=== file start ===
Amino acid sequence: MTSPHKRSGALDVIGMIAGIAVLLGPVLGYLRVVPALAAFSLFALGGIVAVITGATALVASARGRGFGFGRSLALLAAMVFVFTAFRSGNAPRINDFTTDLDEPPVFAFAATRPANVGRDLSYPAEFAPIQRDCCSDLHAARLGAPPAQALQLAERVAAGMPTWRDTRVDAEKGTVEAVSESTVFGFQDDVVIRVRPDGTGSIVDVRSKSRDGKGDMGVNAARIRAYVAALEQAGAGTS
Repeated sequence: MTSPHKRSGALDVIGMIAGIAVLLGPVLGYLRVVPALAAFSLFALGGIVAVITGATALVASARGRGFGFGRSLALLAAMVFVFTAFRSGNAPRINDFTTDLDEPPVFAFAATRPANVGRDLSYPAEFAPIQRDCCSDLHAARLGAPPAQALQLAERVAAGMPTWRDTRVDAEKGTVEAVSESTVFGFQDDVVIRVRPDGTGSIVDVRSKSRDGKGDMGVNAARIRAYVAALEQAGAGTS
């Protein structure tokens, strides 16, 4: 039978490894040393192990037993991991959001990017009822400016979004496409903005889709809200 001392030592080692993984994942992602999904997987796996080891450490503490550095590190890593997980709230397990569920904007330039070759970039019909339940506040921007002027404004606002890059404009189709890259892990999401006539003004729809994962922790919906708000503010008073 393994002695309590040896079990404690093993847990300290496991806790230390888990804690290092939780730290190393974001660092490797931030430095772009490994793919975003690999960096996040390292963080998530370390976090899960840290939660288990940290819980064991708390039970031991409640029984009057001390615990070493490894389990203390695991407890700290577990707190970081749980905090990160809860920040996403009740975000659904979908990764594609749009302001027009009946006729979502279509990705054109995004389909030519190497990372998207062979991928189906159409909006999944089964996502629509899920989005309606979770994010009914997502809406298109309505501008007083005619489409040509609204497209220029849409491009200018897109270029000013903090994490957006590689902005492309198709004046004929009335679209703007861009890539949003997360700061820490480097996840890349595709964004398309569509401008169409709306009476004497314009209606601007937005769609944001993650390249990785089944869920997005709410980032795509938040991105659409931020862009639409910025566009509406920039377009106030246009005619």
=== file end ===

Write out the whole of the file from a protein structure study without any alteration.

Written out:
Amino acid sequence: MTSPHKRSGALDVIGMIAGIAVLLGPVLGYLRVVPALAAFSLFALGGIVAVITGATALVASARGRGFGFGRSLALLAAMVFVFTAFRSGNAPRINDFTTDLDEPPVFAFAATRPANVGRDLSYPAEFAPIQRDCCSDLHAARLGAPPAQALQLAERVAAGMPTWRDTRVDAEKGTVEAVSESTVFGFQDDVVIRVRPDGTGSIVDVRSKSRDGKGDMGVNAARIRAYVAALEQAGAGTS
Repeated sequence: MTSPHKRSGALDVIGMIAGIAVLLGPVLGYLRVVPALAAFSLFALGGIVAVITGATALVASARGRGFGFGRSLALLAAMVFVFTAFRSGNAPRINDFTTDLDEPPVFAFAATRPANVGRDLSYPAEFAPIQRDCCSDLHAARLGAPPAQALQLAERVAAGMPTWRDTRVDAEKGTVEAVSESTVFGFQDDVVIRVRPDGTGSIVDVRSKSRDGKGDMGVNAARIRAYVAALEQAGAGTS
């Protein structure tokens, strides 16, 4: 039978490894040393192990037993991991959001990017009822400016979004496409903005889709809200 001392030592080692993984994942992602999904997987796996080891450490503490550095590190890593997980709230397990569920904007330039070759970039019909339940506040921007002027404004606002890059404009189709890259892990999401006539003004729809994962922790919906708000503010008073 393994002695309590040896079990404690093993847990300290496991806790230390888990804690290092939780730290190393974001660092490797931030430095772009490994793919975003690999960096996040390292963080998530370390976090899960840290939660288990940290819980064991708390039970031991409640029984009057001390615990070493490894389990203390695991407890700290577990707190970081749980905090990160809860920040996403009740975000659904979908990764594609749009302001027009009946006729979502279509990705054109995004389909030519190497990372998207062979991928189906159409909006999944089964996502629509899920989005309606979770994010009914997502809406298109309505501008007083005619489409040509609204497209220029849409491009200018897109270029000013903090994490957006590689902005492309198709004046004929009335679209703007861009890539949003997360700061820490480097996840890349595709964004398309569509401008169409709306009476004497314009209606601007937005769609944001993650390249990785089944869920997005709410980032795509938040991105659409931020862009639409910025566009509406920039377009106030246009005619």